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InsideFMM | December 20, 2014

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Neiman Marcus’s Online Marketing Strategy

Last week, Marsha Collier forwarded “The Book” from Neiman Marcus. Printed on the digital front: “In Case of Fashion Emergency, Open Cover!”

I laughed as the title, “The Book”, reminded me of the infamous “BOOK”  in The Devil Wears Prada.

Devil Wears Prada "The Book" Runway Magazine

Devil Wears Prada - "The Book: Runway Magazine"

Opening this digital masterpiece, I was greeted with this note:

Wouldn’t it be perfect if we could predict our personal futures as well as we can forecast fashion? Unfortunately, we can’t say exactly when the current economic challenges will abate or when the pace of the recovery will accelerate. We can only be optimistic. Fashion always looks to the future. What we see on the runways leaves us with a clear idea of what’s to come… – Karen Katz, CEO, Neiman Marcus

Let’s start with the personal message from Katz. It’s well written, reassuring and speaks to me not only as a Neiman’s customer, but as a consumer concerned with my financial future. The message is expertly tailored and assures me that Neiman’s understands my state of mind and is taking my concerns into consideration when making purchasing recommendations for me.

The book is divided into sections. “What’s To Come,” shows me how I can use one or two fall trends to update my wardrobe, instead of purchasing an entirely new one.  It’s perfect for the consumer that’s budget conscious. All the clothing and accessories that Neiman’s recommends are versatile and mix their fall trends – red/leggings/leopard/motorcycle jackets – together in simple day to night outfits.

“All Dressed Up and Someplace to Go,” captures my attention, it’s a bit more romantic and aspirational.  The clothing and accessories are luxurious. The message of this section begs for indulgence. In my opinion, indulgence in just one item this season isn’t financially irresponsible. As I discussed in Quality vs. Quantity, I’m willing to pay for quality and give up quantity. Quality clothing and jewelry purchases have represented successful milestones in my life. Neiman’s has successfully captured that belief in this segment.

The icing on this fashionable cupcake are the social features (style ideas, tips from style experts). Style tips and beauty advice are why certain consumers spend hours reading blogs, participating in forums and religiously visit sites like Weardrobe, Polyvore and Closet Couture. But all online consumers are technology connoisseurs, addicted to Facebook or Twitter. Shopping on a  retailer’s website and subscribing to that retailer’s email list may be the epitome of  social engagement for them. Recognizing this, Neiman’s integrated social features into their website (Insite) and informs their customers about these features through email marketing.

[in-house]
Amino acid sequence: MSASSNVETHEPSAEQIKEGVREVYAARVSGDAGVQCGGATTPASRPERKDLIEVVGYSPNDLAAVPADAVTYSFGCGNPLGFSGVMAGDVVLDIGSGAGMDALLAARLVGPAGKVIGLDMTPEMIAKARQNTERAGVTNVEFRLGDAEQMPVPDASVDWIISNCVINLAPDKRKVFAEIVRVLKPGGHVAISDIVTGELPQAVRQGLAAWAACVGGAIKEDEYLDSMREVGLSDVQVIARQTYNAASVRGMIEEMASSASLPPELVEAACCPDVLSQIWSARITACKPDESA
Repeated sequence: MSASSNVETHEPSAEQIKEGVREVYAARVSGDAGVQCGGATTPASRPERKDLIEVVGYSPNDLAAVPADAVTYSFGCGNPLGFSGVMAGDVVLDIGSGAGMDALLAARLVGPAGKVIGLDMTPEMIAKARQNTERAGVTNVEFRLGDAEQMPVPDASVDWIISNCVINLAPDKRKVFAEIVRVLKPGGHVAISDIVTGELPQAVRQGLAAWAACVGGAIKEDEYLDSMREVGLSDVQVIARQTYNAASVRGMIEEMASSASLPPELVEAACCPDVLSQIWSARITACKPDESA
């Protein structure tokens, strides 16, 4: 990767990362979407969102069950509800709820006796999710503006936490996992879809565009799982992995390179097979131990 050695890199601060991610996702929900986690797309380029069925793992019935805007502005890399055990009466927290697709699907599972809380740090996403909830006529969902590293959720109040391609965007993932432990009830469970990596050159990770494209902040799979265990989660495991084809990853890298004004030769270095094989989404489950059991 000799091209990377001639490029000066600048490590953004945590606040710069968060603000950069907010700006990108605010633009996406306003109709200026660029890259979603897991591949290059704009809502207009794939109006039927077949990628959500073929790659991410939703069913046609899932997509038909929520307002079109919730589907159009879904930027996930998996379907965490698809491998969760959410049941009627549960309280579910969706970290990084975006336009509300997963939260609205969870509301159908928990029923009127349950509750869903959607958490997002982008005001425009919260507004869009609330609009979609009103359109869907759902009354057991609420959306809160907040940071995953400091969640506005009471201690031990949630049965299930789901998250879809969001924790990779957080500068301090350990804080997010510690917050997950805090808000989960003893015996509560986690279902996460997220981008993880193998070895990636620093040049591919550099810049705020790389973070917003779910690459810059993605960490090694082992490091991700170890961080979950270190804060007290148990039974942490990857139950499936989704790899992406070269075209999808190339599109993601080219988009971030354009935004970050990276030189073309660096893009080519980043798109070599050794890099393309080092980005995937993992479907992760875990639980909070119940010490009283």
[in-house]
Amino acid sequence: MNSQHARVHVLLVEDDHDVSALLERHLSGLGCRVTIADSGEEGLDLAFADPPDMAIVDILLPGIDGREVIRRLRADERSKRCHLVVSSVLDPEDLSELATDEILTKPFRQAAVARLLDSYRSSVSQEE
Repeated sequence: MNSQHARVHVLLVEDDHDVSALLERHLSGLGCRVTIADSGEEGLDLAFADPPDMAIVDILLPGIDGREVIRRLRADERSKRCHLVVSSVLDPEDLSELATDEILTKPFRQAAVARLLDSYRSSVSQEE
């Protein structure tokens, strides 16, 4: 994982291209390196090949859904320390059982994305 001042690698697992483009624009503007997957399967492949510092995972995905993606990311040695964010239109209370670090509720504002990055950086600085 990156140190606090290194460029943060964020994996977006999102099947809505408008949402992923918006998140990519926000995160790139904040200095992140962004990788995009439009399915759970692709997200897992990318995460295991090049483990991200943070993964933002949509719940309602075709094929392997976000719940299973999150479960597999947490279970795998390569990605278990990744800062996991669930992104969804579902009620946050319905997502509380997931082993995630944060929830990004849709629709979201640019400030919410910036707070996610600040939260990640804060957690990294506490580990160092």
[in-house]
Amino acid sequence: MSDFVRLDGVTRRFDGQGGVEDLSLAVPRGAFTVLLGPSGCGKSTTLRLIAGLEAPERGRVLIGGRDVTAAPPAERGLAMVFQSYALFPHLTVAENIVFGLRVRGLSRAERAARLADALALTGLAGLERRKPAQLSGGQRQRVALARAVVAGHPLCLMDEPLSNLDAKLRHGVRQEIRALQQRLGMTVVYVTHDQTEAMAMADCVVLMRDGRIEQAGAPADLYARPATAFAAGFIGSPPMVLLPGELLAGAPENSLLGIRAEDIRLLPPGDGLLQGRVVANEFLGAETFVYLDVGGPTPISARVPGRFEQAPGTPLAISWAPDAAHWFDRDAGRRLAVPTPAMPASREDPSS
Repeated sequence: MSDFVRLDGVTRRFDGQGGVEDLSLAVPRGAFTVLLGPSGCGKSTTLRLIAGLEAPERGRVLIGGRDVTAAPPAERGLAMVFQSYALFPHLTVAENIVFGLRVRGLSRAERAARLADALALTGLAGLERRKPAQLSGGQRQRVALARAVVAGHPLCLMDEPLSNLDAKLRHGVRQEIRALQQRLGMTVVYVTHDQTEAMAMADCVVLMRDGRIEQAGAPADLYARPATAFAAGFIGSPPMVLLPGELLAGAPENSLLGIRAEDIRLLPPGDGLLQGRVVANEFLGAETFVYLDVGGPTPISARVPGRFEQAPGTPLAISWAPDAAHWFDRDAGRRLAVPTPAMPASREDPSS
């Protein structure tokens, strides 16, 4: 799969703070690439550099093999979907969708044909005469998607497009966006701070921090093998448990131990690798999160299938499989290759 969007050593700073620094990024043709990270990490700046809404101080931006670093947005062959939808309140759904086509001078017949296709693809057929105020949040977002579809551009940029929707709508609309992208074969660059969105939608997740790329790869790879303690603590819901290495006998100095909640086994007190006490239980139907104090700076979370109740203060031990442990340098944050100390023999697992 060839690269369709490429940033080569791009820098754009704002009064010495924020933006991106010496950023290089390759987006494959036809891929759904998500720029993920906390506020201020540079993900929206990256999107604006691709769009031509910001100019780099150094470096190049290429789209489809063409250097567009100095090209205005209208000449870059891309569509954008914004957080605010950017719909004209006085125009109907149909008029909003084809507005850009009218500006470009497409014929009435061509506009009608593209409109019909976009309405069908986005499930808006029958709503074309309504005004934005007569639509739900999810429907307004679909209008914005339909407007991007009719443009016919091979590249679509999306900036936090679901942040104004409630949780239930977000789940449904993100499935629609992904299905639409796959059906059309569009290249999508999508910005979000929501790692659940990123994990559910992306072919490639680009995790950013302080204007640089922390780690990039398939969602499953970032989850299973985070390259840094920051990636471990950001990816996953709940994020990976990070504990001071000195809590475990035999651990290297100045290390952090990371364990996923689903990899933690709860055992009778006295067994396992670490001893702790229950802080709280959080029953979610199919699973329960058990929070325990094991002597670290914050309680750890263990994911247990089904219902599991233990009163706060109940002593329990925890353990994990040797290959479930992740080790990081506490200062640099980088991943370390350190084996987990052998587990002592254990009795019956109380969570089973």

From its email to digital look books, look books to the e-commerce experience, Neiman Marcus has created a seamless experience for their shoppers. I must give digital kudos to Neiman Marcus for investigating the needs of their customers and taking steps to understanding what is truly important to them.

Comments

  1. Interesting that “nothing is new.” Neiman Marcus has used “the book” as their name for their direct mail catalog since the days of Stanley Marcus. He name it “the Book” to give it the import of being the be-all and end-all of fashion. Good to see them adapting it to new media.

    • You are a source of daily inspiration, knowledge and amusement. Thanks you!

  2. Chelsea

    I'm curious to find out what “social features” you're referring to on the NM site? Personally I have only shopped at Neiman Marcus online once, which resulted in a painfully complicated return/exchange process when the hat I bought didn't fit. From that point on I was bombarded multiple times a day with poorly-targeted email solicitations, and had to request to be taken off the mailing list 3 times before it stuck. There's very little about this brand that reads as “digitally savvy” from my perspective, but clearly you've had a much different experience.

  3. Hey Chelsea – This post was written last year. It was about the digital Christmas catalogue they put out for Holiday. It wasn't about their site. Sadly, Neiman Marcus is anything but social. They social they do has is extremely lacking. I don't shop their stores, I don't shop their site and yes, I unsubscribed from their constant mailings. This was the ONE instance that I found that I loved. And a month later, the catalog (built on Zinio) crashed. The catalogue was embedded on the post until it took down our site. I wanted to let part of the one good experience I had stand. I don't know if Neiman Marcus could ever be social to tell you truth. Too much politics and fear of change amongst their corporate heads.

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